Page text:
2020 ended with losing one of our teammates at work by a self-inflicted act two days after Christmas. This has been devastating to so many at our command, especially his unit, and our leadership. My heart breaks for them, and especially his roommate and those who had daily interactions with him.
On a personal level, this affected me not only because I knew him more than just by name, he served as a member of my PAO team as a collateral duty. More importantly, it stirred up grief and emotions that I thought was long buried.
When I was 12, I lost a close friend in a similar manner. It had a significant impact on my life and it wasn’t until I was in my late 20’s did I realize just how much of an impact it had on me. The guilt. The shame. The anger. The self-loathing and self-blame. How we each grieve and/or heal varies for all of us. For me, it took decades.
When death occurs too soon, especially under these circumstances, we try to understand the why. Why did these two very young men (both under aged 25) ended their own lives? We will never truly know. But in my experience, it boils down to one thing: Hope. They had none.
They were suffering with no hope of escaping. Except one.
As the new year began, I wanted to start 2021 with a message of hope, but I struggled for days on how to write about it.
I started the “New Year, New You Challenge” by Daily Stoic (https://dailystoic.com) on Jan. 1st. On day 2, the message reminds us that we are not perfect, and to expect that we will make plenty of mistakes as we strive to reach our new goals. On this day, we are to choose an old goal we gave up on long ago or perhaps use one from last year that we didn’t accomplish due to our 2020 unusual circumstances. Simply try again, get back on track. Then celebrate each day we acted upon it whether we succeed or fail. As Marcus Aurelius put it:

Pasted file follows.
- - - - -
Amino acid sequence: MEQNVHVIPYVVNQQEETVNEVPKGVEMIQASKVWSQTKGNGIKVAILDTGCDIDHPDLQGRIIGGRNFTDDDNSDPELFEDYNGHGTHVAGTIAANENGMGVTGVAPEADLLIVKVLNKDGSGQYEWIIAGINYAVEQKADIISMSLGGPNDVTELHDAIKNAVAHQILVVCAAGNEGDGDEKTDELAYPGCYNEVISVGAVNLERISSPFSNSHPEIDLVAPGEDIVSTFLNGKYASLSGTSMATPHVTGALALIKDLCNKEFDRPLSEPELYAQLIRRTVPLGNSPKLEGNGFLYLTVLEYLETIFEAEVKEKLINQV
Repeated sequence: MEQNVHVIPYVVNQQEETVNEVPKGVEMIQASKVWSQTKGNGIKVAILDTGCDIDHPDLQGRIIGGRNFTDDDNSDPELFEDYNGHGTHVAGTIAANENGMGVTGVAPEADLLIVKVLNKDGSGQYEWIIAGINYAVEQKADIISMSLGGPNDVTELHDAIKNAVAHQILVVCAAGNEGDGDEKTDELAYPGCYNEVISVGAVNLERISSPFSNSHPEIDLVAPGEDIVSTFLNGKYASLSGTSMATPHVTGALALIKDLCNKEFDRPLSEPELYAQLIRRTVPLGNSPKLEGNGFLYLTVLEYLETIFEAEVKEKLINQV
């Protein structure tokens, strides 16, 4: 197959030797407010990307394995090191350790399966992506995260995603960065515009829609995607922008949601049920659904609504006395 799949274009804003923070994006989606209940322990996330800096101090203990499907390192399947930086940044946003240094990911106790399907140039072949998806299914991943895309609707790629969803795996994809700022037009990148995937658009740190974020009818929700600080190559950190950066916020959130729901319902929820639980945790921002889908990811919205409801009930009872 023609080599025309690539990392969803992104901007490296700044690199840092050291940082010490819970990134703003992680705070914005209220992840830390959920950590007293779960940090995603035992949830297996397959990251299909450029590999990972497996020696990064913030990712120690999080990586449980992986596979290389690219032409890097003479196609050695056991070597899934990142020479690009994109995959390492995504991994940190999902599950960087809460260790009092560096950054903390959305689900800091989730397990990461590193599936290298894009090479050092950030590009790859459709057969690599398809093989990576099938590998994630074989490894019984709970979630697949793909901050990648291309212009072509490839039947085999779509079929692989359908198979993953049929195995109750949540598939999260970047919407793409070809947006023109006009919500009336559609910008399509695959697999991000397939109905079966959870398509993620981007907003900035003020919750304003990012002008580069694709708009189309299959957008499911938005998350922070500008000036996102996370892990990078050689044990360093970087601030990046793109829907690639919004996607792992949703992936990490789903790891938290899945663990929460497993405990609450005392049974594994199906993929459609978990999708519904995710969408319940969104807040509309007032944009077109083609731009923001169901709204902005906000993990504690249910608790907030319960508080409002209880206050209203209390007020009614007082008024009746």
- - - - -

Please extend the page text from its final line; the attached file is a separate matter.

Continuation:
“Not to feel exasperated, or defeated, or despondent because your days aren’t packed with wise and moral actions. But to get back up when you fail, to celebrate behaving like a human—however imperfectly—and fully embrace the pursuit that you’ve embarked on.”
Upon reflection on this, hope is not necessarily found in the success or failure of reaching the actual goal. It is not the end state, the outcome or result.
Hope is embracing the pursuit, the journey. It is showing up. Putting one foot in front of the other. And celebrating no matter how big or small the step. These small repeatable actions done day in and day out turns hope into habits. Habits become ingrained into our everyday actions, our behaviors, and it becomes a part of who we are.
A new and better version of us.
I share this challenge with you. Find hope in your journey, your pursuits. Turn hope into habits in 2021.